I agree with your comments on Lend Lease aircraft. I really hadn't thought of it that way.

Was there ever any reverse Lend Lease that anyone knows of? I would have thought that the British, especially, would have been able to find uses for Russian artillery pieces if there were ever any to spare. The Russian pieces weren't as sophisticated as what the British would have been used to, but, from what I have read, the Russian pieces were actually quite effective, if used effectively.

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Re: Lend Lease

Post by Bronsky » 13 Dec 2005 16:51

Alter Mann wrote:Was there ever any reverse Lend Lease that anyone knows of? I would have thought that the British, especially, would have been able to find uses for Russian artillery pieces if there were ever any to spare. The Russian pieces weren't as sophisticated as what the British would have been used to, but, from what I have read, the Russian pieces were actually quite effective, if used effectively.


The British 25 pounder was at least as good as the Soviet 76.2mm (less polyvalent, but the Brits had tons of AA & AT pieces anyway), Soviet 122mm and 152mm guns & howitzers held no particular advantage over their Western counterparts.

That being said, there was no Soviet production to spare, so reverse lend lease only amounted to some raw materials and gold, plus the odd T-34 & other pieces of equipment for evaluation purposes. What the West was "buying" with lend-lease was more effective attrition of the bulk of the Wehrmacht, well worth it in my opinion even without reverse lend-lease ;-)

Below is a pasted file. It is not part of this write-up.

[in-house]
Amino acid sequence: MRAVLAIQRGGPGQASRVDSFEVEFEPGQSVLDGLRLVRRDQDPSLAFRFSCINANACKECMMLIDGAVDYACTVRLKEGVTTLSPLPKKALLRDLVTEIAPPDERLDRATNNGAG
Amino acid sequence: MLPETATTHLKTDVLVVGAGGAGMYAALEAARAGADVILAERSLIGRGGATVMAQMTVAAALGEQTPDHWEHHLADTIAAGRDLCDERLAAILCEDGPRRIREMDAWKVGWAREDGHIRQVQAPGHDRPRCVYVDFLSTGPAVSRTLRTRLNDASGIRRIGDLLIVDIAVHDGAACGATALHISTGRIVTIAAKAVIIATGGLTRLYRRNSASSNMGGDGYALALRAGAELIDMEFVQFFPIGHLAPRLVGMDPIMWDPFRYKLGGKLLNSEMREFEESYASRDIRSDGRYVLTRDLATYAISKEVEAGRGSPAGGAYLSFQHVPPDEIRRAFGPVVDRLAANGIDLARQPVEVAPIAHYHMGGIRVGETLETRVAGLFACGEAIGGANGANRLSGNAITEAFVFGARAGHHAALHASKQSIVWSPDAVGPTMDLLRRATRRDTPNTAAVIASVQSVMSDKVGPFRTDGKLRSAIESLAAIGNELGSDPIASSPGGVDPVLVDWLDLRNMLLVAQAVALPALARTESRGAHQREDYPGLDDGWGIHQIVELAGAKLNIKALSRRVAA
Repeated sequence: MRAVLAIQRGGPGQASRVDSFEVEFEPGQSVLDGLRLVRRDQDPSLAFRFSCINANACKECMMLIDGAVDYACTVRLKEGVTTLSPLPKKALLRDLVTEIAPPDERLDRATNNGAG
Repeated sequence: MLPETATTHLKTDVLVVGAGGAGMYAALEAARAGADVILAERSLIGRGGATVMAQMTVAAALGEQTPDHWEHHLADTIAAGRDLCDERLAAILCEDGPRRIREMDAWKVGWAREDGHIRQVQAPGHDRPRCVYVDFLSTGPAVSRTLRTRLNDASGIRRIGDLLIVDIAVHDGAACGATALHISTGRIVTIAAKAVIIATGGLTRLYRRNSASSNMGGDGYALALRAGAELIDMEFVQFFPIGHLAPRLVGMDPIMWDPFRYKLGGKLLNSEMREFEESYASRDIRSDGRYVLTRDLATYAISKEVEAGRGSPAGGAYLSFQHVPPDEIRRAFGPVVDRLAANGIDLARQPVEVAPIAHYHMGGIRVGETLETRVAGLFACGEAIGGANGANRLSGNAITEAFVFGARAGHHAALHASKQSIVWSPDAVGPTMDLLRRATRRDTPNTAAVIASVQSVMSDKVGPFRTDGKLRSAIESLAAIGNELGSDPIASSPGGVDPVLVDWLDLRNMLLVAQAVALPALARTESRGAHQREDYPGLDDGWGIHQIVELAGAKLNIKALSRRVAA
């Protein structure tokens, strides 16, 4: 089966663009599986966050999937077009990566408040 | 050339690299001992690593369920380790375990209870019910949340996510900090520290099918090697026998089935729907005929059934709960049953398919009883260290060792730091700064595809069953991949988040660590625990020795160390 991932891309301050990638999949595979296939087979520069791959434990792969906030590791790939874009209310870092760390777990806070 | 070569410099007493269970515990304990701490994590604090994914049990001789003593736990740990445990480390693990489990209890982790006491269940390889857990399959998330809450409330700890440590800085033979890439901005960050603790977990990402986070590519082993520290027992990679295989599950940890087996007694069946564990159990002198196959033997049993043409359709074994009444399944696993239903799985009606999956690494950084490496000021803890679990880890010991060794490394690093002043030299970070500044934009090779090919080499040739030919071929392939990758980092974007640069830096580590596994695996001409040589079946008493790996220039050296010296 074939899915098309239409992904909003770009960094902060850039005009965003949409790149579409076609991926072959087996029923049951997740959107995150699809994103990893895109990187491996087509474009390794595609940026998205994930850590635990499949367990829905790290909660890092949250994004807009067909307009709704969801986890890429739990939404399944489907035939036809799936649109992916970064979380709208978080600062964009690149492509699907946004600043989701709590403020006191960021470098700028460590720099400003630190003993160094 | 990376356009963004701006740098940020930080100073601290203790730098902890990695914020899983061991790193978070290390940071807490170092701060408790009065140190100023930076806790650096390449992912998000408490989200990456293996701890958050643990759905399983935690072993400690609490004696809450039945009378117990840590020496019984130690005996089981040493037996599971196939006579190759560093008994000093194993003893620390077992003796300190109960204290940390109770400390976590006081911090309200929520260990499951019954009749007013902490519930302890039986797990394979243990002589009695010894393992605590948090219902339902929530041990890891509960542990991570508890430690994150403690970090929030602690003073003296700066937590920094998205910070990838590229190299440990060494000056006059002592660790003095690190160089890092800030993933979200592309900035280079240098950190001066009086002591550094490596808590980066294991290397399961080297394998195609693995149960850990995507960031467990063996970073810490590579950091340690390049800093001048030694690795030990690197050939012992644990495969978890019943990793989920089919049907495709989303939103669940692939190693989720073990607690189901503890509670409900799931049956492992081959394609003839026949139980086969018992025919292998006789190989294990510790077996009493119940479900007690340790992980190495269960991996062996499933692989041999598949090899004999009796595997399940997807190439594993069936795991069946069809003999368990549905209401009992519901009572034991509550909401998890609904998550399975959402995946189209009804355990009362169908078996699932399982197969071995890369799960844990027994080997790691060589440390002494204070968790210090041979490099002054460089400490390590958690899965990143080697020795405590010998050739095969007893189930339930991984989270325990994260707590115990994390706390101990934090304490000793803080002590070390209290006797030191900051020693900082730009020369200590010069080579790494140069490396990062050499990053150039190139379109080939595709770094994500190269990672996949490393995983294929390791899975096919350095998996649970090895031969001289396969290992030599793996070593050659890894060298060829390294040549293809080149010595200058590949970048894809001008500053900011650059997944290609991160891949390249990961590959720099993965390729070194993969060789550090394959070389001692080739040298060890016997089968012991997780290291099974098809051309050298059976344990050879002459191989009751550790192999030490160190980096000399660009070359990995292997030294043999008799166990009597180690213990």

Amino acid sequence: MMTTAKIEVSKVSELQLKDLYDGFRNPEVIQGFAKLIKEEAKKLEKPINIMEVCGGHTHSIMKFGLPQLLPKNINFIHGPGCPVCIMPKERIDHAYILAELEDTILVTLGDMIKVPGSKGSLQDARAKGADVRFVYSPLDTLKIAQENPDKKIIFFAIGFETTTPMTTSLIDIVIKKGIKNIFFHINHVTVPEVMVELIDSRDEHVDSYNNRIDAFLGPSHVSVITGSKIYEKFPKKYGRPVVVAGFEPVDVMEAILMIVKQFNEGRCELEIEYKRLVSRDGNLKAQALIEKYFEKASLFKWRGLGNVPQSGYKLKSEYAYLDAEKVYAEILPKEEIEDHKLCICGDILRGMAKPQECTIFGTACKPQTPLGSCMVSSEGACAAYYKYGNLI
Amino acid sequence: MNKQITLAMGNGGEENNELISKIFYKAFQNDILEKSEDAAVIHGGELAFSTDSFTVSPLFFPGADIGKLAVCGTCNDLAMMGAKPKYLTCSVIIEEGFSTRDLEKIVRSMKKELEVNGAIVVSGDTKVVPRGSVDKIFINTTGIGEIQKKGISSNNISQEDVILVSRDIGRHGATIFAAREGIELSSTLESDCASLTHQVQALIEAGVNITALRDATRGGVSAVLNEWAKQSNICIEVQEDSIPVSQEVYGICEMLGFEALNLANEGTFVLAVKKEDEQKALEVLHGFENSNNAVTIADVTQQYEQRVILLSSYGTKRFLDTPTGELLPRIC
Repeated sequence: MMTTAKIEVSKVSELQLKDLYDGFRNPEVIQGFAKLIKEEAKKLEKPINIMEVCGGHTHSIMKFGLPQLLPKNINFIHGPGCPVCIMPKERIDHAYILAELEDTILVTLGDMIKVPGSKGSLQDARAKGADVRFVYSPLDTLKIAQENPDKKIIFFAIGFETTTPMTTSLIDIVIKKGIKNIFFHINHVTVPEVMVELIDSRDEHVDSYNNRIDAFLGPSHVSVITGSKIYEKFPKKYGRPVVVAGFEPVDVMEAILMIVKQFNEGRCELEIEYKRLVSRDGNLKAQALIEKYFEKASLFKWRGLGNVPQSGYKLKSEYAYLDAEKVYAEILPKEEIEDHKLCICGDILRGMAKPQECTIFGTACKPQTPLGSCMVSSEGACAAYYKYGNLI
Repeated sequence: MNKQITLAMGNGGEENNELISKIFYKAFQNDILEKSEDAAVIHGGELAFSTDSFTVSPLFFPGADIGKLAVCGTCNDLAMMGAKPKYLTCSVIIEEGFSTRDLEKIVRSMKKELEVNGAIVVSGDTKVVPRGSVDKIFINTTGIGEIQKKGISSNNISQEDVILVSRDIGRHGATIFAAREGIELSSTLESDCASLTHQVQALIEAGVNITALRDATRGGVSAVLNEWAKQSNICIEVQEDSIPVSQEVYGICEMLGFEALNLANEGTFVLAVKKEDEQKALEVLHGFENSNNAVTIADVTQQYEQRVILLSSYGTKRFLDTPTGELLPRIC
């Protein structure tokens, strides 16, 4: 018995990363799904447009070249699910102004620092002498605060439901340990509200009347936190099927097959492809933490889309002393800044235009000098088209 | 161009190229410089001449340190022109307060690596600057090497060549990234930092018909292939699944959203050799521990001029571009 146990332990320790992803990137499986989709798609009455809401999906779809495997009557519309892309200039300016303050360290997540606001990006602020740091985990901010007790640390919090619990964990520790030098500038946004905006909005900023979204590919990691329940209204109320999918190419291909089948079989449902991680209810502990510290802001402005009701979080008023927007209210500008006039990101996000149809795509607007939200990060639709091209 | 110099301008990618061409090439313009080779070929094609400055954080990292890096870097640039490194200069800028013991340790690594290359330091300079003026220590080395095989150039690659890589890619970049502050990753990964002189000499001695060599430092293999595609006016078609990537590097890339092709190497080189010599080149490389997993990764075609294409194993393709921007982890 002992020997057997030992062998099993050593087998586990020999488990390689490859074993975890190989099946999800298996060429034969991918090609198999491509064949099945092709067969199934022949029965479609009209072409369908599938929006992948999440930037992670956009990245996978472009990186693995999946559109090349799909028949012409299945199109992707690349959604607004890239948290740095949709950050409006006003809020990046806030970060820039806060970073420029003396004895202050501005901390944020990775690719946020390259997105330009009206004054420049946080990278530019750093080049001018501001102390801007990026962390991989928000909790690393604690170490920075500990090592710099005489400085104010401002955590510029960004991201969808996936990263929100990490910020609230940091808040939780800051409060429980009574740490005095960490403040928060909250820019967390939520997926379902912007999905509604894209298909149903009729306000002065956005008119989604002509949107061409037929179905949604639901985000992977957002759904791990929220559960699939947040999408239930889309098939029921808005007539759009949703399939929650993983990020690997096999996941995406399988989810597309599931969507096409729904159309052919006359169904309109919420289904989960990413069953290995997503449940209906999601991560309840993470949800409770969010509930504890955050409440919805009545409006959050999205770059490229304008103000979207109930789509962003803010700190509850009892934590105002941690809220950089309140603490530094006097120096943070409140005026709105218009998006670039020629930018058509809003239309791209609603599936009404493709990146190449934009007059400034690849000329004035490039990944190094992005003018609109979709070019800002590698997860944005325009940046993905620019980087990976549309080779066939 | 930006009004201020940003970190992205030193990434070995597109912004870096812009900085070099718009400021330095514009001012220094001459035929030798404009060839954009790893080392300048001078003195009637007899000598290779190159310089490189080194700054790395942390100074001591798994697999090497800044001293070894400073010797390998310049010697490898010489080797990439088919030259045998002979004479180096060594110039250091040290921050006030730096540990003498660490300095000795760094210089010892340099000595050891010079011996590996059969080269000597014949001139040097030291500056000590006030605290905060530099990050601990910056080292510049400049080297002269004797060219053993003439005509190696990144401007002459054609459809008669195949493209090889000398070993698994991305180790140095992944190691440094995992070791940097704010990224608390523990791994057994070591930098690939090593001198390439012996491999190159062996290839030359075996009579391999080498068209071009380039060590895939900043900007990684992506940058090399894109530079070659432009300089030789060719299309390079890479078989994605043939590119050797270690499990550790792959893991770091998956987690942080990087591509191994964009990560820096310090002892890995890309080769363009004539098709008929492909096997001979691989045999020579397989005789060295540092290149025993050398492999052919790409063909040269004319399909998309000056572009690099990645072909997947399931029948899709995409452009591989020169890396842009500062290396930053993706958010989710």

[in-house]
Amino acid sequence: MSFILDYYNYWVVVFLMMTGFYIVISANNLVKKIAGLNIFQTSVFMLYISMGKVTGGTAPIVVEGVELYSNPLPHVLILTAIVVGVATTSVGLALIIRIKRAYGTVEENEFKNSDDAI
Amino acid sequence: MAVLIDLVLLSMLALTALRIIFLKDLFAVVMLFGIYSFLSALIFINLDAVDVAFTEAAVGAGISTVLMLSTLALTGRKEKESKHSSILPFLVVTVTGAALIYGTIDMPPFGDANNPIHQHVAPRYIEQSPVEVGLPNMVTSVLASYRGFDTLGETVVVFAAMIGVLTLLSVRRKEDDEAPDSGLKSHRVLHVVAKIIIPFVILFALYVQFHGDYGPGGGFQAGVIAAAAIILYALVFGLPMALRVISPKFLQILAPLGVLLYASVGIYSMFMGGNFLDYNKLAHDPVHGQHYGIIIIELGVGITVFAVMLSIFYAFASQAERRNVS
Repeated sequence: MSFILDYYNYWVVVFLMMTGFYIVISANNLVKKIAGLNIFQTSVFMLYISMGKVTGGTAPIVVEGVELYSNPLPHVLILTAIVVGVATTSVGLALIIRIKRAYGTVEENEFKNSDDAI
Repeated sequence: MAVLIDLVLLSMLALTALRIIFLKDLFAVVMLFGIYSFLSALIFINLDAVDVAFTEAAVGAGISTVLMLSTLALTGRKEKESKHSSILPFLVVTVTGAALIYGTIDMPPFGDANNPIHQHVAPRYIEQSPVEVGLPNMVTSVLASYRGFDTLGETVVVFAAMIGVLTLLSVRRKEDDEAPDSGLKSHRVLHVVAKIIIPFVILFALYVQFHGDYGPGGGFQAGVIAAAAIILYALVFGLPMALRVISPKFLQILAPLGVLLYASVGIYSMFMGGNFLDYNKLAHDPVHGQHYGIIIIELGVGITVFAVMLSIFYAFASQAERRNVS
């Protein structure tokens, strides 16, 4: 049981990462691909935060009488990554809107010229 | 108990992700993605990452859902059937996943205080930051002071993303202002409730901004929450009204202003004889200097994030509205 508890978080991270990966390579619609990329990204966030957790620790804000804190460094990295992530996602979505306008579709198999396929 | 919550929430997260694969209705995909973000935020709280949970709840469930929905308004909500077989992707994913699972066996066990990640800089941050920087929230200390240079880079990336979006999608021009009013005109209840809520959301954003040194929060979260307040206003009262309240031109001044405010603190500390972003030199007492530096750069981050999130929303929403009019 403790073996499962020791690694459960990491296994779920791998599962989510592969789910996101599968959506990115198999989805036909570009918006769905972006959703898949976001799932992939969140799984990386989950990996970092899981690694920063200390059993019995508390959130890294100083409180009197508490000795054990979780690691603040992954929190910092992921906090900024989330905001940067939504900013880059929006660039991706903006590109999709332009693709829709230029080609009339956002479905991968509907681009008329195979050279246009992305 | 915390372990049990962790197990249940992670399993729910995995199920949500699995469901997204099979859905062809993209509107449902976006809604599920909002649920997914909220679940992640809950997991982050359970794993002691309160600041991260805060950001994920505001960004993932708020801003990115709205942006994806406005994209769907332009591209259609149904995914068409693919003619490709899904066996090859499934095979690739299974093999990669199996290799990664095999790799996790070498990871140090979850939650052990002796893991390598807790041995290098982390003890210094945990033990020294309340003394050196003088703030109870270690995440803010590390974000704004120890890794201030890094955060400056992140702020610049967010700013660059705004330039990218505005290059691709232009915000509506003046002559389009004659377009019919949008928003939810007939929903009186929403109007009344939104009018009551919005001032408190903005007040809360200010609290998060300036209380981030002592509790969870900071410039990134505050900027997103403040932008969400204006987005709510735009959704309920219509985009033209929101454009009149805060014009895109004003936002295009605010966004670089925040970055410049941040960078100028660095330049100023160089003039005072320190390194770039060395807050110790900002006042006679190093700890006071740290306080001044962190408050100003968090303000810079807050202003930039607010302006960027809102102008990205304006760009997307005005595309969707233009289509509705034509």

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Post by Alfred Naujocks » 20 Feb 2006 18:56

Is there any difinitive list of the material shipped by the U.S. to the S.U. during the war.
Also was any of the material credited for helping secure any victory in any battle?
Thanks.

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Post by Bronsky » 20 Feb 2006 20:07

Alfred Naujocks wrote:Is there any difinitive list of the material shipped by the U.S. to the S.U. during the war.
Yes, there is.

http://www.o5m6.de/routes.html
http://lend-lease.airforce.ru/english/d ... /index.htm

EDIT: forgot to add This list from Wikipedia
Aircraft.............................14,795
Tanks.................................7,056
Jeeps................................51,503
Trucks..............................375,883
Motorcycles..........................35,170
Tractors..............................8,071
Guns..................................8,218
Machine guns........................131,633
Explosives..........................345,735 tons
Building equipment valued.......$10,910,000
Railroad freight cars................11,155
Locomotives...........................1,981
Cargo ships..............................90
Submarine hunters.......................105
Torpedo boats...........................197
Ship engines..........................7,784
Food supplies.....................4,478,000 tons
Machines and equipment.......$1,078,965,000